Nikkei Memorial Internment Centre hosts 30th anniversary ceremony

The Nelson Daily Staff
By The Nelson Daily Staff
June 25th, 2024

The Nikkei Memorial Internment Centre, the only site in Canada located in New Denver that tells the story of how Japanese Canadians were stripped of their rights and sent to the BC Interior during World War II, celebrated its 30th anniversary Saturday.

“Today, New Denver is too beautiful to imagine that it was ever a prison camp, but it was,” Norm Masaji Ibuki, a descendant of family imprisoned in the Slocan Vally said in a speech read by local award-winning Author of Sideways: Memoir of a Misfit, Diana Cole.

“I came here not as a prisoner, but as someone who was looking for the things that were lost to my generation because of the internment. It was here that I managed to put some of the pieces together.”

In 1942, approximately 22,000 Nikkei, people of Japanese decent, were stripped of their civil rights — labeled as “enemy aliens” — were forced from their coastal homes and sent to camps in the BC Interior.

Families that gathered at Vancouver’s Hastings Park were sent relocations camps or sugar beet farms in Alberta, Manitoba and Ontario.

In September 1988, the historic Redress Settlement was signed by then Canadian Prime Minister Brian Mulroney and Ari Miki, President of the National Association of Japanese Canadians.

The Canadian government issued an official apology and token monetary compensation for property losses suffered at this time.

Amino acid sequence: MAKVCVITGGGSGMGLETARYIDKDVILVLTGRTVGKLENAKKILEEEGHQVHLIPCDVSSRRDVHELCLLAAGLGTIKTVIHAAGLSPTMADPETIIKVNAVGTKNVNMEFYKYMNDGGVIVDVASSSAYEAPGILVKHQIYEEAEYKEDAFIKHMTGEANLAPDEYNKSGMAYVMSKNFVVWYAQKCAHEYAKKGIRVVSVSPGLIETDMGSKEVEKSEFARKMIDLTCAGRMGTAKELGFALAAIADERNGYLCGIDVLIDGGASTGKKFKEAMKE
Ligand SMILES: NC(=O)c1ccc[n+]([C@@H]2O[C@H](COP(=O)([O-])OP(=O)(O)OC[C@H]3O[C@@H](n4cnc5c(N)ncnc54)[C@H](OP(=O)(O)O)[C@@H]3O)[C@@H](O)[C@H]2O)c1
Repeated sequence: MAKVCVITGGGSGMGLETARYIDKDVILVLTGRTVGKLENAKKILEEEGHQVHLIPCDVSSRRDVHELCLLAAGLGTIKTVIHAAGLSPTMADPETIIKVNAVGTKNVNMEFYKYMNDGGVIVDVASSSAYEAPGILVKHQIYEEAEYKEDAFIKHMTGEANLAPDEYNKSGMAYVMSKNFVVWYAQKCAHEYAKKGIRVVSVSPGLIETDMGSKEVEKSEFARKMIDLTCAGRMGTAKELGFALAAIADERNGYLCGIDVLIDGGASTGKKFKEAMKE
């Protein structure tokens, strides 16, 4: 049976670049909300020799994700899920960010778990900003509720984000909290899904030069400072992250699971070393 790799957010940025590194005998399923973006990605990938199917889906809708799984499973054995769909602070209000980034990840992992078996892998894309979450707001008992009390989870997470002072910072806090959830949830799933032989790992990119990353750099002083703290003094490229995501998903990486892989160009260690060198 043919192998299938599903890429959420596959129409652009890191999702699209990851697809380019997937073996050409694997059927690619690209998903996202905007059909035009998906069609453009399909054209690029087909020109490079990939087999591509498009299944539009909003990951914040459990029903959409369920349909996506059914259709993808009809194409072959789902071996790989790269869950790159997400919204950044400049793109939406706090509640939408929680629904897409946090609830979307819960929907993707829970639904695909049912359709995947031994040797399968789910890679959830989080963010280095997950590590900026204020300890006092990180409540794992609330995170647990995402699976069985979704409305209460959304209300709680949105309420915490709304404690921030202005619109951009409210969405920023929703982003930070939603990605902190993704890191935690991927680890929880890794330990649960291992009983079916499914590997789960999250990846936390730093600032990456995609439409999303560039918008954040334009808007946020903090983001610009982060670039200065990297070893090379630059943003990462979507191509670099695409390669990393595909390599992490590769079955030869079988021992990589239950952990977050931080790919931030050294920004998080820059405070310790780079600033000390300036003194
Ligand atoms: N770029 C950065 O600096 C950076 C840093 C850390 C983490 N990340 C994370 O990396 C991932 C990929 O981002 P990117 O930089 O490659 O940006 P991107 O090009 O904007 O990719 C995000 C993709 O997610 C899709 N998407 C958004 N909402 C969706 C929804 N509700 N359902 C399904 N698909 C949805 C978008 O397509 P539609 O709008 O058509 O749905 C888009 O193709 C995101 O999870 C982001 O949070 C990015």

” . . . it was a few years after the 1988 Redress Settlement, that I started on my journey to understand what it means to be Japanese Canadian in a country where we were imprisoned just for being people of Japanese ancestry,” explained Ibuki, an elementary teacher in Ontario.

“Mom’s family, the Hayashidas, were imprisoned down the way in Slocan City and Bayfarm. And after Dad’s family lost their farm in Surrey, they laboured at a Manitoba sugar beet farm so they could stay together.”

The Nikkei Memorial Internment Centre is located on the south side of Carpenter Creek, on part of the former “Orchard” internment camp. The Centre is within walking distance of the Kohan Garden, Centennial Park and New Denver Campground.

The day-long event, attracting more than 100 people, began with opening remarks and cake cutting Saturday morning.

There was a Uzume Taiko Performance, Martial Arts demonstrations, Shodu Demo as well as workshops before the evening Celebration Dinner.

“Meeting my Japanese Canadian friends in New Denver as I did in 1994, I’m not surprised by what these survivors managed to create here,” Ibuki said.

“The Nikkei Internment Memorial Centre is truly a miracle.”

“Through an alchemy only made possible by the love and determination that was poured into this project by the members of the Kyowakai and the residents of New Denver, you are keeping that original vision alive with the same passion as those who planted those seeds in 1994,” Ibuki added.

“You have succeeded in turning what was once a site of confinement and despair into a place of hope and healing.”

Nikkei Internment Memorial Centre was designated a National Historical Site of Canada in 2010.

The National Historic Site tells the story of over 22,000 Japanese Canadians who were forcibly relocated during World War II. — Submitted photo

The public is invited to visit the New Denver Nikkei Memorial internment centre. — Submitted photo

This post was syndicated from https://thenelsondaily.com
Categories: General


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